Deloitte Incident Highlights Compliance Risk for Lenders
In the recent past I have written about the fact that the business fall-out from regulatory problems is a compliance-related risk that should not be overlooked. Look no farther than what happened to Deloitte this past week.
On Tuesday it was announced that Deloitte was being barred from providing consulting services in New York because, at a client’s request, it removed certain language from a report to the New York State Department of Financial Services concerning the client's anti-money laundering practices. Importantly, this one-year ban (and $10 million fine) was assessed despite the fact that there was "no evidence the consultant helped the bank illegally launder money." Rather, the department found, "Deloitte failed to show autonomy and objectivity."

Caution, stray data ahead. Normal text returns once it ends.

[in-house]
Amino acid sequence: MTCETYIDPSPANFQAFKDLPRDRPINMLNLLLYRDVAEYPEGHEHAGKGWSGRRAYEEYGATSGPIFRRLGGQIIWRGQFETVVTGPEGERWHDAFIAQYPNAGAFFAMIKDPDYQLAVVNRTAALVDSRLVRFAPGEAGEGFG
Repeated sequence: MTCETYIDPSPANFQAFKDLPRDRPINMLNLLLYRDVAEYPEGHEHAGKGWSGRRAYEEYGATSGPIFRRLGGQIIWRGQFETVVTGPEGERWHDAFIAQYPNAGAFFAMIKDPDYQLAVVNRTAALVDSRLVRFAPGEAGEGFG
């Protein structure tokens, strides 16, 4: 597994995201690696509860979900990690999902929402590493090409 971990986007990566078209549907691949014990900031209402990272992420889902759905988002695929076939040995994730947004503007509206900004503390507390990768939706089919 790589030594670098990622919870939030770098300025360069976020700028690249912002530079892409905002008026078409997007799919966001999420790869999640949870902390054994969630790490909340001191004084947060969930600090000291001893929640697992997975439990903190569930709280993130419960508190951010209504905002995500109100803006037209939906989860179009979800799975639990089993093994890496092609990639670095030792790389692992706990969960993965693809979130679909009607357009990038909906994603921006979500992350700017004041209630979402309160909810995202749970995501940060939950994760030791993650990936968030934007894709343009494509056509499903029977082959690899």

Beyond the loss of business and the fine, Deloitte's biggest problem lies ahead. Already banks are publicly stating that they will not work with the firm due to the fact it is "stained" by the incident, citing to "vendor management" concerns. What is important for lenders to realize is this did not involve the Consumer Financial Protection Bureau and did not relate to a violation of a consumer protection law. It also involved a large consultant with a lengthy history and international reputation. Nevertheless, business partners are not hesitating to look elsewhere for assistance. What does that mean (in terms of business risk) for a community bank or non-depository charged with violating a consumer protection law?